So what might constitute the compelling state interest in crush videos? Representative after representative rose in support of Gallegly’s bill to secure the link between violence toward animals and violence toward people. They invoked spousal abuse, elder abuse, child abuse, and even school shootings. Congressman Spencer Bachus (R-Ala.) summarized the logic of this animal protection legislation most succinctly of all: “This is about children,” he informed the Speaker of the House, “not about beetles.”25
Still, the real headline grabbers were the celebrity serial killers. What did Ted Bundy, Ted “the Unabomber” Kaczynski, and David “Son of Sam” Berkowitz have in common? Gallegly had the answer: “They all tortured or killed animals before they started killing people.”26
It made good copy, but I doubt even the politicians believed this link between crush videos and mass murder. After all, many of them had already listened to Susan “Minnie” Creede, the D.A.’s undercover investigator, as she testified before the Subcommittee on Crime about the psychology of the crush fetishist. After almost a year in the Crushcentral chat room, Creede was an expert witness.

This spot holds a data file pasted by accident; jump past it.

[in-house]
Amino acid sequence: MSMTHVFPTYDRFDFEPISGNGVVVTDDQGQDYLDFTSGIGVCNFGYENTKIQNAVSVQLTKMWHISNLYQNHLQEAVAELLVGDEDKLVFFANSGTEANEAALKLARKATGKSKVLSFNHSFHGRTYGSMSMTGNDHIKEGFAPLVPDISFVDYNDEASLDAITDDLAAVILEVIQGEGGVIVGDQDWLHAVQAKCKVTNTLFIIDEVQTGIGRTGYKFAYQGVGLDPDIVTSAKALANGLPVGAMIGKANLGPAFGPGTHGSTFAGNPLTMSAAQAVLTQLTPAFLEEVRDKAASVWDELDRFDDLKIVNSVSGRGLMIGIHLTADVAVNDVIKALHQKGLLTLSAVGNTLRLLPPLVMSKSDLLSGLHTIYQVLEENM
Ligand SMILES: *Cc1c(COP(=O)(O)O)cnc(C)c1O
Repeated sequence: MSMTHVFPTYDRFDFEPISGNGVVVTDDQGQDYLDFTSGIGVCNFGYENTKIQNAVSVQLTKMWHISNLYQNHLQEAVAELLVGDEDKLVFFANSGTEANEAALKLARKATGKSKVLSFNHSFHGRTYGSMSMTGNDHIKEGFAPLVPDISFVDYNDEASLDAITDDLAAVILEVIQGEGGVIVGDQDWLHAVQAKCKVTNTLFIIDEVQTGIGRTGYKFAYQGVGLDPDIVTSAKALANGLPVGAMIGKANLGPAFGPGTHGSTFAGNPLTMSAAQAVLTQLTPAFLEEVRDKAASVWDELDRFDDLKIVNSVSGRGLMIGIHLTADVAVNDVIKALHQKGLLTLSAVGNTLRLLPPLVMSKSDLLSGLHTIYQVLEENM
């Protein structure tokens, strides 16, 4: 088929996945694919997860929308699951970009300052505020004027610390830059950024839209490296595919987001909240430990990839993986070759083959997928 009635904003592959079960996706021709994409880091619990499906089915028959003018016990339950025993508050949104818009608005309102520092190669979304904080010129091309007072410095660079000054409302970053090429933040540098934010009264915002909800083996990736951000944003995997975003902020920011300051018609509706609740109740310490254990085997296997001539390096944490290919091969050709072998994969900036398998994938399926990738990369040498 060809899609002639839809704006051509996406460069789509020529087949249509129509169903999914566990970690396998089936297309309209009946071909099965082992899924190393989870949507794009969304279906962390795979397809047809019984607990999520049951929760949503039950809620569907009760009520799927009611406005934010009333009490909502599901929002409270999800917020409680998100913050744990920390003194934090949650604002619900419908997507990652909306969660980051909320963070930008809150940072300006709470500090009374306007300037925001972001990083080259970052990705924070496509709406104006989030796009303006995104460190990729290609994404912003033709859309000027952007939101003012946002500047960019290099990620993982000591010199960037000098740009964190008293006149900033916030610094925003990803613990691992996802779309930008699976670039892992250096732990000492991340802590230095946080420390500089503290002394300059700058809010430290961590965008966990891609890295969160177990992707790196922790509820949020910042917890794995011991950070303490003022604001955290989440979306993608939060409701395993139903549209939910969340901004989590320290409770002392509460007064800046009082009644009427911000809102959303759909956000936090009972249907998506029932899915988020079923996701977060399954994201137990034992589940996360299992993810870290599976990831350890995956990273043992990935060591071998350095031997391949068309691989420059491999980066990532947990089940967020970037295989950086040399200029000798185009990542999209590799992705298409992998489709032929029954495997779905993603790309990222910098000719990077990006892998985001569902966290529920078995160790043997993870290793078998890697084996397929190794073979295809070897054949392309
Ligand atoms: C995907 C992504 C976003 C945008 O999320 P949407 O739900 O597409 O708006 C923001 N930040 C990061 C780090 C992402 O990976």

“They spoke about their fetishes and how they developed,” she told the committee.
For many of them the fetish developed as a result of something they saw at a very early age, and it usually occurred before the age of five. Most of these men saw a woman step on something. She was usually someone who was significantly in their lives. They were excited by the experience and somehow attached their sexuality to it.
As these men grew older, the woman’s foot became a part of their sexuality. The power and dominance of the woman using her foot was significant to them. They began to fantasize about the thought of being the subject under the woman’s foot. They fantasized about the power of the woman, and how she would be able to crush the life out of them if she chose to do so. Many of these men love to be trampled by women. Some like to be trampled by a woman wearing shoes or high heels. Others like to be trampled by women who are barefoot. They prefer to be hurt and the more indifferent the woman is to their pain, the more exciting it is for them.